Countdown to renew the Telefónica Spain agreement in the midst of the arrival of STC

In the midst of the emergence of Saudi Telecom in the shareholding with the purchase of 9.9% of the shares and just three months after the start of the centenary, Telefónica Spain has a countdown: the renewal of the collective agreement that affects the three main subsidiaries of the operator in the country and have more than 13,000 employees. It is valid until December 31st. The current text was extended for one more year. The company reached a final agreement for the salary review that implied an increase of up to 7.8% in the face of the strong rise in inflation. The long shadow of a casualty plan continues to fly over.

Before the summer everything was pending on what happened in the union elections. These comedians had stopped the conversations. The last thing that remained was a last vote to configure the intercenter committee at the national level. But in September an earthquake disrupted the foundations at the Las Tablas headquarters in Madrid. STC’s announcement of its investment in the company has left everything pending. The unions have not made any move and, precisely, they are waiting for management to provide information about this shareholder shakeup and the influence on labor matters.

Given this movement, CCOO assumed that this investment would “strengthen Telefónica in the markets” but insisted that they will be attentive to the decisions that are made. “We call on the company to provide adequate information about the steps that are taking place and their impact on the workforce,” he noted. For its part, UGT, the majority union, insisted that the incorporation of new shareholders “brings confidence and value” to the project. But he warned the leadership that it had to “confirm the validity of our model of dialogue, dialogue and consensus.”

The agreement is the first litmus test. And the landing of STC, which has been interested in the new strategic plan that will be presented in November at an Investor Day, could delay the deadlines for collective bargaining. It should be noted that the board of directors has not yet been formally informed of the move and the potential future consequences. The president of the operator, José María Álvarez-Pallete, has called an ordinary meeting on September 27, when all the information will be transferred. It will be from there when other pieces can be moved.

The current extended text includes a validity until December 31, 2023. The document will be automatically denounced on January 1, 2024, in the event that neither party takes sides. There are those who would welcome an extension, with some modification or agreement but that does not require a long negotiation. It must be taken into account that the centenary celebration will take place from the beginning of next year. The operator will obviously seek to maintain ‘social pax’ during that period.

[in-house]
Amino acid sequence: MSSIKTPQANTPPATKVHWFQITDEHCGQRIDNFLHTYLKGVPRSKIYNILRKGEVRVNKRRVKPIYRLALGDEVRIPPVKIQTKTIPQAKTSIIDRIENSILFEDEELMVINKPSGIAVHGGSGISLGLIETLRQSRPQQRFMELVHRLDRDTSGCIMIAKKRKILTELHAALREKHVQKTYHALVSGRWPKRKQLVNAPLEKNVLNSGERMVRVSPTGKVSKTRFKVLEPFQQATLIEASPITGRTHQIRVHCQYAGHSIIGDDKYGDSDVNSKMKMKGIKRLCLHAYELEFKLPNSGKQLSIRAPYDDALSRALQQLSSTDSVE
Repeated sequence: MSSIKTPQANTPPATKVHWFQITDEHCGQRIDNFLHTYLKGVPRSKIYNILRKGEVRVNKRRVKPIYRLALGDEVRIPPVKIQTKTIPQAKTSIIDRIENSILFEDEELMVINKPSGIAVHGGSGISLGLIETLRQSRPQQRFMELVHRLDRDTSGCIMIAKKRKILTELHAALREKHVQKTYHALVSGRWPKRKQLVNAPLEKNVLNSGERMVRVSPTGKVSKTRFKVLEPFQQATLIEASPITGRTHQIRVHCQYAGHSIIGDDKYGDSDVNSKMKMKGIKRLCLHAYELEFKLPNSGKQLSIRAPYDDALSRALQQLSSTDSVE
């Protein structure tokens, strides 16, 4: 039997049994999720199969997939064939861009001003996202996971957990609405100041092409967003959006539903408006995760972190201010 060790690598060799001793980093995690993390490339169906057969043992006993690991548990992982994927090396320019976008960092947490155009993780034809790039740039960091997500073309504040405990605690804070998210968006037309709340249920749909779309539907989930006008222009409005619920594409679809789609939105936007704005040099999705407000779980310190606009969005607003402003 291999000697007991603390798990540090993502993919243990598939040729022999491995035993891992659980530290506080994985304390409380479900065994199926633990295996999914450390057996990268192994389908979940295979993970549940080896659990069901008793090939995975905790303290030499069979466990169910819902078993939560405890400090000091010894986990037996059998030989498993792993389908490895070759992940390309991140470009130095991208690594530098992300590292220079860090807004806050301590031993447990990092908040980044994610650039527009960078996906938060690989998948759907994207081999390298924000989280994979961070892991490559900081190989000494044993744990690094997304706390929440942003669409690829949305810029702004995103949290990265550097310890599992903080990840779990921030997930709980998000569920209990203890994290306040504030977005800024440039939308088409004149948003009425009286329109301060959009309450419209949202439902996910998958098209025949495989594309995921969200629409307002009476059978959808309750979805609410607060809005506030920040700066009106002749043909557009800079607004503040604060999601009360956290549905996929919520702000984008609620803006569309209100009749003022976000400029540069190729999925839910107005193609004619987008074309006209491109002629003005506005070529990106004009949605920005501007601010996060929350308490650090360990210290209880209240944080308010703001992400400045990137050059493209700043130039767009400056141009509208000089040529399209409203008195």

This labor agreement is very relevant. It includes the three main subsidiaries with which the operator works in Spain: Telefónica de España, Telefónica Móviles and Telefónica Soluciones de Informática y Comunicaciones. Between the three of them, after all the adjustments experienced in the different sick leave plans, they add up to more than 13,000 employees throughout the country. Apart from the templates of these firms are those of the rest. After the last Individual Suspension Plan (PSI), the total team in Spain is around 20,000 employees, a historically low figure.

Beyond the extensions, what will have to be put on the table is the salary review. The extension that runs until December 31 of this year established an increase in the global theoretical wage bill of 1.5% on a consolidated basis. Added to this were the 300 ‘extra’ euros that will be paid in October. Starting in 2024, the real CPI for the current year will have to be analyzed. If it is higher than the agreed increase, both parties undertake to analyze it to compensate for it “and guarantee that there is no loss of purchasing power.” The annual variation rate of the CPI in August stood at 2.6%.

The friction with the call centers

The most immediate precedent in collective bargaining is not very encouraging. Last week the two main unions warned about an outsourcing measure carried out by the management of the telecom company in Spain. Specifically, it is the General Public telephone service channel. That is, the closure of the 1004 service centers themselves, which become managed entirely by external providers such as Atento. It involves the change of between 250 and 300 employees to the Telephone Channel for SMEs.

Both social organizations have been critical of this measure. UGT understands that the company must opt ​​for processes of “internalization” of the activity, in a way that guarantees employment. “Given the company’s immobile position, UGT demands that all affected staff be able to voluntarily choose their destination coupling,” they point out. For its part, CCOO disapproves of this “effort to force people away from their activity.” He insists that the company defends the change as “necessary”, but is open to establishing a space for negotiation “with a view to January 2024”. The first meeting has been set for next September 27.

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